The sweet tooth hypothesis: how fruit consumption relates to snack consumption

Appetite. 2006 Jul;47(1):107-10. doi: 10.1016/j.appet.2005.07.011. Epub 2006 Mar 29.


Building on prior work related to taste preferences of fruit lovers, we investigate the "sweet tooth" hypothesis. First, using CSFII survey data, we show that fruit consumption is more highly related to sweet snack consumption than it is to salty snack consumption. Second, a follow-up study with a different population supports the relationship by showing that sweet snack consumption is more related to fruit consumption than it is to vegetable consumption. Knowing that people who frequently eat sweet snacks may be predisposed to increasing their fruit consumption will enable better targeting and tailoring of educational efforts, such as those used in the 5-a-Day for Better Health campaign.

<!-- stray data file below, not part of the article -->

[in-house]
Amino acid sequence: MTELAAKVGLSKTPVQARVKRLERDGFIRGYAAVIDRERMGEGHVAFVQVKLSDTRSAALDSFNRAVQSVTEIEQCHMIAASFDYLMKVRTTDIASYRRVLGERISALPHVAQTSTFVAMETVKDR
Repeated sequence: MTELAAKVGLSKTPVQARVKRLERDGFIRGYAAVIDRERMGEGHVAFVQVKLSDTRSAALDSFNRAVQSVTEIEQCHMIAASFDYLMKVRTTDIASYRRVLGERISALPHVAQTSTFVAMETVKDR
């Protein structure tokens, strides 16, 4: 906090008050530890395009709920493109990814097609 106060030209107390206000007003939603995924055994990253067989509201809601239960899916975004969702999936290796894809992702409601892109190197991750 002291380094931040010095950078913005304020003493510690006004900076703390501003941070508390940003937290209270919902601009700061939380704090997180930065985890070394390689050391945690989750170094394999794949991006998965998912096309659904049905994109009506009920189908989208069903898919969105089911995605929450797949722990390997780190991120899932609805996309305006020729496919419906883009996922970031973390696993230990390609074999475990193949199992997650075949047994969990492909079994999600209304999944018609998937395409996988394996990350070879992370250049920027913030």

Publication types

  • Retracted Publication

MeSH terms

  • Adult
  • Dietary Carbohydrates / administration & dosage*
  • Female
  • Food Preferences / physiology*
  • Food Preferences / psychology*
  • Fruit*
  • Humans
  • Male
  • Nutrition Surveys
  • Taste / physiology*
  • Taste Threshold / physiology
  • United States
  • Vegetables


  • Dietary Carbohydrates